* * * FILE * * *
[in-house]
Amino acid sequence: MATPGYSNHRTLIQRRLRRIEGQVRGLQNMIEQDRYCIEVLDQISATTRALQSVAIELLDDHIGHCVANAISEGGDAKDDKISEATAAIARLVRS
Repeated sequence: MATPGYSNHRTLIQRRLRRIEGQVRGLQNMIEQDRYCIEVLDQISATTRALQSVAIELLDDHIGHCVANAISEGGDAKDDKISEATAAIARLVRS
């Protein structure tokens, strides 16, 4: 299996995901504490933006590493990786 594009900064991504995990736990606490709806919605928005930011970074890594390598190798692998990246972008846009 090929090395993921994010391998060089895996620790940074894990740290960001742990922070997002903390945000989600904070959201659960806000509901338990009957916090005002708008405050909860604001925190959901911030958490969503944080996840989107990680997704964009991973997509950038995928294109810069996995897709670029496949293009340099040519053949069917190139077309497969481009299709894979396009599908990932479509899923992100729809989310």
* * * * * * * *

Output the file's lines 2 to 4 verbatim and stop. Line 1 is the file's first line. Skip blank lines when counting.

Amino acid sequence: MATPGYSNHRTLIQRRLRRIEGQVRGLQNMIEQDRYCIEVLDQISATTRALQSVAIELLDDHIGHCVANAISEGGDAKDDKISEATAAIARLVRS
Repeated sequence: MATPGYSNHRTLIQRRLRRIEGQVRGLQNMIEQDRYCIEVLDQISATTRALQSVAIELLDDHIGHCVANAISEGGDAKDDKISEATAAIARLVRS
């Protein structure tokens, strides 16, 4: 299996995901504490933006590493990786 594009900064991504995990736990606490709806919605928005930011970074890594390598190798692998990246972008846009 090929090395993921994010391998060089895996620790940074894990740290960001742990922070997002903390945000989600904070959201659960806000509901338990009957916090005002708008405050909860604001925190959901911030958490969503944080996840989107990680997704964009991973997509950038995928294109810069996995897709670029496949293009340099040519053949069917190139077309497969481009299709894979396009599908990932479509899923992100729809989310």